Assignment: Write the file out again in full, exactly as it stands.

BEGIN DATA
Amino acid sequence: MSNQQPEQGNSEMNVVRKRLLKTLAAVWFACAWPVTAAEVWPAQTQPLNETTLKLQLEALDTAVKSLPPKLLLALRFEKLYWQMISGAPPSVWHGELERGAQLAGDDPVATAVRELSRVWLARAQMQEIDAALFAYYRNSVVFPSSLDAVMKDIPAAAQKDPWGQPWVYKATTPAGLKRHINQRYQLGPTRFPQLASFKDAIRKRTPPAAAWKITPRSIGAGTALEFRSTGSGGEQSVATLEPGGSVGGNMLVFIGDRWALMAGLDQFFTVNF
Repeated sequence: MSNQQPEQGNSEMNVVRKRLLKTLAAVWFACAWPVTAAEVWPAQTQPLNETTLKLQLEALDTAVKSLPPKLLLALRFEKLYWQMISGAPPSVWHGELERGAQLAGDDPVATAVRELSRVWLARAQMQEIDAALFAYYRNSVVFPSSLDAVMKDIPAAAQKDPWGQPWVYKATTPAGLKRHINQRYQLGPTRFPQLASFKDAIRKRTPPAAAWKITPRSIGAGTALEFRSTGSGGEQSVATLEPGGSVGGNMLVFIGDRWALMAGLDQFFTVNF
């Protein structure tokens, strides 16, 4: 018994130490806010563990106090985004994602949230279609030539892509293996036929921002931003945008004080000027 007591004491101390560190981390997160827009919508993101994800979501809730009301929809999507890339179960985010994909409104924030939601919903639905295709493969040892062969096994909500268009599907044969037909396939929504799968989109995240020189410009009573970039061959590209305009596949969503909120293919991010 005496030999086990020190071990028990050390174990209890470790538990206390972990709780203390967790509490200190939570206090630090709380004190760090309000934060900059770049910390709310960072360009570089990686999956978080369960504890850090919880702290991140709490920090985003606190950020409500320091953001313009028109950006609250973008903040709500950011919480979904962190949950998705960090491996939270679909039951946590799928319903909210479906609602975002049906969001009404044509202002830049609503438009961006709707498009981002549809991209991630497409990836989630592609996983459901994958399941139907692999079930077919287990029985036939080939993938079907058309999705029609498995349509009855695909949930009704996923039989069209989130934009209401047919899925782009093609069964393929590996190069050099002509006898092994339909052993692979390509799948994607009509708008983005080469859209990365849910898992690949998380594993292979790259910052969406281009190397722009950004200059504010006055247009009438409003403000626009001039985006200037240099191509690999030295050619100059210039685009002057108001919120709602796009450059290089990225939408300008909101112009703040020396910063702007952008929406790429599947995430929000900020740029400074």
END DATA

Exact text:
Amino acid sequence: MSNQQPEQGNSEMNVVRKRLLKTLAAVWFACAWPVTAAEVWPAQTQPLNETTLKLQLEALDTAVKSLPPKLLLALRFEKLYWQMISGAPPSVWHGELERGAQLAGDDPVATAVRELSRVWLARAQMQEIDAALFAYYRNSVVFPSSLDAVMKDIPAAAQKDPWGQPWVYKATTPAGLKRHINQRYQLGPTRFPQLASFKDAIRKRTPPAAAWKITPRSIGAGTALEFRSTGSGGEQSVATLEPGGSVGGNMLVFIGDRWALMAGLDQFFTVNF
Repeated sequence: MSNQQPEQGNSEMNVVRKRLLKTLAAVWFACAWPVTAAEVWPAQTQPLNETTLKLQLEALDTAVKSLPPKLLLALRFEKLYWQMISGAPPSVWHGELERGAQLAGDDPVATAVRELSRVWLARAQMQEIDAALFAYYRNSVVFPSSLDAVMKDIPAAAQKDPWGQPWVYKATTPAGLKRHINQRYQLGPTRFPQLASFKDAIRKRTPPAAAWKITPRSIGAGTALEFRSTGSGGEQSVATLEPGGSVGGNMLVFIGDRWALMAGLDQFFTVNF
């Protein structure tokens, strides 16, 4: 018994130490806010563990106090985004994602949230279609030539892509293996036929921002931003945008004080000027 007591004491101390560190981390997160827009919508993101994800979501809730009301929809999507890339179960985010994909409104924030939601919903639905295709493969040892062969096994909500268009599907044969037909396939929504799968989109995240020189410009009573970039061959590209305009596949969503909120293919991010 005496030999086990020190071990028990050390174990209890470790538990206390972990709780203390967790509490200190939570206090630090709380004190760090309000934060900059770049910390709310960072360009570089990686999956978080369960504890850090919880702290991140709490920090985003606190950020409500320091953001313009028109950006609250973008903040709500950011919480979904962190949950998705960090491996939270679909039951946590799928319903909210479906609602975002049906969001009404044509202002830049609503438009961006709707498009981002549809991209991630497409990836989630592609996983459901994958399941139907692999079930077919287990029985036939080939993938079907058309999705029609498995349509009855695909949930009704996923039989069209989130934009209401047919899925782009093609069964393929590996190069050099002509006898092994339909052993692979390509799948994607009509708008983005080469859209990365849910898992690949998380594993292979790259910052969406281009190397722009950004200059504010006055247009009438409003403000626009001039985006200037240099191509690999030295050619100059210039685009002057108001919120709602796009450059290089990225939408300008909101112009703040020396910063702007952008929406790429599947995430929000900020740029400074």